The process of writing this book and creating a number of these techniques also pushed me to change and grow through these steps in a similar way to how the readers would also be experiencing it. I started the process unsure of everything that was not my knowledge base- psychology and explaining the human condition was not an issue- it was believing in my voice and the story I had to share, my confidence in teaching in a way that those reader would find value and worth in what they are investing their time in. Who we were when we started this book was not the women we had become by the end of it and that in itself was the greatest gift and lesson I have received in my journey into becoming an author.
As always, we appreciate you sharing your insights and we’ve got a few more questions for you, but before we get to all of that can you take a minute to introduce yourself and give our readers some of your back background and context?
Honestly, I am immensely proud of all the collaborations I have had the privilege to be a part of and share my voice though them. As much as all of my writings have a specific history and significance in my life and where I was as I shared my narrative, the books I have written and experiences in writing represents so much more than simply sharing knowledge. It is a physical representation of what it takes and what it took to recognize a need to make a change in one’s current existence, to the person and life we are wanting to create. It is similar to the phoenix rising from the ashes where the uncertainty, doubt, and fear can seem excruciating and yet, once the process is complete, the core of who you are can never be shaken again. I did not just write the books, I’ve lived them, worked tirelessly through them, cried for them and my heart bled for them.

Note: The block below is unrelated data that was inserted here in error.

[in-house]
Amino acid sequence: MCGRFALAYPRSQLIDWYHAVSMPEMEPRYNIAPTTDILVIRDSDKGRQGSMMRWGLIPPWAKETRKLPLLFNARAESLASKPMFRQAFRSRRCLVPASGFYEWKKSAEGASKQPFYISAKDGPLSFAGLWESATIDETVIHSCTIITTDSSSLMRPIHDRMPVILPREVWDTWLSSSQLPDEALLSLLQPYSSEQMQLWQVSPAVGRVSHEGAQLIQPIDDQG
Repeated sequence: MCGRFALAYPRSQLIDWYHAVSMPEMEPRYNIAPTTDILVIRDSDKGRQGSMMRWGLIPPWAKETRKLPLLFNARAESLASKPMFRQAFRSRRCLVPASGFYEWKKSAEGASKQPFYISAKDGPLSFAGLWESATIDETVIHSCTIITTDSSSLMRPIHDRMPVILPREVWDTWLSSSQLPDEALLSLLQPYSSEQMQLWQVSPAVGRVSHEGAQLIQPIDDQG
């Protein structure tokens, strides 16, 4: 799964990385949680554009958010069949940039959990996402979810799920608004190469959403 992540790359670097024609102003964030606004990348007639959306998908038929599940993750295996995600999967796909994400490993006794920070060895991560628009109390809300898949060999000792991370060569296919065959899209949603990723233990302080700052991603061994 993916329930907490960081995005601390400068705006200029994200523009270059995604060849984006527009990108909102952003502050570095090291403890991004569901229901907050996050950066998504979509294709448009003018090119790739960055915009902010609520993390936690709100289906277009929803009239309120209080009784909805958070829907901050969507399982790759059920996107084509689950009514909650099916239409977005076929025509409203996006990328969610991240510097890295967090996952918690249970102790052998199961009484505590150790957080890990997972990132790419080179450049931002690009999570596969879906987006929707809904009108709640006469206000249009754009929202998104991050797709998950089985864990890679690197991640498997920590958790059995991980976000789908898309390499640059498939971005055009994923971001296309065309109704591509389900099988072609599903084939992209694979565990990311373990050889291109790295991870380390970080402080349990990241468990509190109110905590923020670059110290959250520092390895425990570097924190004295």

Learning and unlearning are both critical parts of growth – can you share a story of a time when you had to unlearn a lesson?
Acceptance of oneself is perhaps the hardest challenge to overcome in a world where we are constantly being told what we have to offer is not enough. It is a message that is internalized from early childhood through the grades in academics, competitive games where the worth is measured in achievements, societal norms for beauty, body shape and appearance, or at times by our families or caregivers that often unintentionally give the impression that acceptance (which children equate to love) will come from meeting the expectations they set and define for us. I wish there were an easy answer that would erase all of those messages we carry within that hinder how positively we see ourselves.